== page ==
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Indian govt’s insistence that Aadhaar is secure rings hollow in wake of breaches

Indian govt’s insistence that Aadhaar is secure rings hollow in wake of breaches

India is bleeding biometric information, with new data breaches giving credence to a recent report by the credit rating agency Moody’s warning that Aadhaar’s centralized biometric digital ID system has privacy and security vulnerabilities.

A piece in Security Affairs reports that earlier this month, the cybersecurity firm Resecurity found hundreds of millions of records containing personally identifiable information (PII) for sale on the dark web. Aadhaar cards were among the data on offer.

Also in October, the PII of applicants to a program for young filmmakers at the International Film Festival of India was exposed on a government website for the event. The Deccan Herald reports that the Times of India was able to access a parent directory that contained the Aadhaar IDs, PAN cards and other PII of more than 100 people who applied through the National Film Development Corporation (NFDC).

Furthermore, as reported in The Hindu, a police raid on a brothel in Bengaluru found that sex workers had been given fake Aadhaar cards, and prompted an investigation into wider production of fake government IDs, voter cards and other documents.

And finally, there is the now-resolved case of fingerprint biometrics, digital ID numbers, identity documents, photographs and images submitted to Aadhaar being exposed by the West Bengal state government website.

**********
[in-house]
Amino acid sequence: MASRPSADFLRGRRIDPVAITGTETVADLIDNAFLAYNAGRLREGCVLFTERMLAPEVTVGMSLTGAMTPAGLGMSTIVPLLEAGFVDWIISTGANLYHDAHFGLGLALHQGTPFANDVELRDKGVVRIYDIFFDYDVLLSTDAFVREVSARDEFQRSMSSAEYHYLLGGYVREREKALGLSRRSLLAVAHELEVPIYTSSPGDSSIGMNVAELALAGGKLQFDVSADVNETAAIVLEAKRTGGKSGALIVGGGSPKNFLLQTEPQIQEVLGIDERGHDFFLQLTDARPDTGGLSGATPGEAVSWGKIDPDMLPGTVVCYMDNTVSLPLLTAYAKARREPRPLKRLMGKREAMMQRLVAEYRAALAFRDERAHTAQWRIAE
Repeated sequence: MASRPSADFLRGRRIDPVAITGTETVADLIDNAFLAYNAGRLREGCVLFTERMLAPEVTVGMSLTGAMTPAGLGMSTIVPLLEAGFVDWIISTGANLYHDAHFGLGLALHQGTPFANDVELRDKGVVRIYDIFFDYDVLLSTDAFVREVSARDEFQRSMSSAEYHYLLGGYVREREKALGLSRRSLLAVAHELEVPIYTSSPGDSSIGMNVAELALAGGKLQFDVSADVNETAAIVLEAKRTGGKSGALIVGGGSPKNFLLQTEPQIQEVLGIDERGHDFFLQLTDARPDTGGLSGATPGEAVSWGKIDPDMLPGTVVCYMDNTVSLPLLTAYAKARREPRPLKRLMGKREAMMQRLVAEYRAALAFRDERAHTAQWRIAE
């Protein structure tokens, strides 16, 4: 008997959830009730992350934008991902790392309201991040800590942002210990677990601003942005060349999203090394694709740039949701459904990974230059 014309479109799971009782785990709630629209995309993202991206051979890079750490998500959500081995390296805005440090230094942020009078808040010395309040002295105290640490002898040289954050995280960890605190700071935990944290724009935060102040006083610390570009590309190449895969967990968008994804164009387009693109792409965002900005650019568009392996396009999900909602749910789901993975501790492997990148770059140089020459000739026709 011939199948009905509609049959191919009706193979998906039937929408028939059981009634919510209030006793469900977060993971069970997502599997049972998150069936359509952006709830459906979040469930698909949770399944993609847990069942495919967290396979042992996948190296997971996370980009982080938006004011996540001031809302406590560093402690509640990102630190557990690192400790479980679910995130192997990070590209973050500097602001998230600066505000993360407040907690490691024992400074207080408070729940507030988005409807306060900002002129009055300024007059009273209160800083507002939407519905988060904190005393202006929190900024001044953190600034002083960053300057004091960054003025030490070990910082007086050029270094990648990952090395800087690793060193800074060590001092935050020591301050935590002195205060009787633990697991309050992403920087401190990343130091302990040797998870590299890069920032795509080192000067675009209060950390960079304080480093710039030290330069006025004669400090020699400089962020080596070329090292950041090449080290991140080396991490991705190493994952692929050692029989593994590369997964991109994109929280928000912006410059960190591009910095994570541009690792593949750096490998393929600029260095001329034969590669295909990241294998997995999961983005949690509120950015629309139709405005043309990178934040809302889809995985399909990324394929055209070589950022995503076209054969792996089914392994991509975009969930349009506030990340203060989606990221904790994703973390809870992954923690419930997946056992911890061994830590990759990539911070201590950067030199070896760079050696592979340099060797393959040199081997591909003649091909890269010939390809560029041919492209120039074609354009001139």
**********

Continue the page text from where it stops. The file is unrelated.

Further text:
The Indian government has shown little interest in taking responsibility for any security lapses. In response to Moody’s claims that Aadhaar’s fingerprint biometrics system is unreliable in humid climatic conditions and problematic for manual laborers, and that the centralized data management system gives users no control over their data, the Ministry of Electronics and IT published a scathing retort boldly arguing that no data breaches have been recorded and calling Aadhaar “the most trusted digital ID in the world.”

“The Moody’s report ignores that biometric submission is also possible through contactless means like face authentication and iris authentication,” the statement reads. In the case of the film festival, an unnamed government source told the Times of India that the Creative Minds of Tomorrow portal had been outsourced by NFDC to a separate web development agency, which bears responsibility for the breach. And an earlier claim about a breach on CoWIN was dismissed as mischief.

Aadhaar digital IDs use core biometric markers of 10 fingerprints and two iris scans. The ID is linked to a wide array of government services, and plans are underway to link voter registration to Aadhaar.

A recent IBM Security report pegged the average cost of a data breach in India at 179 million rupees (around US$2.1 million), a 28 percent increase from 2020.

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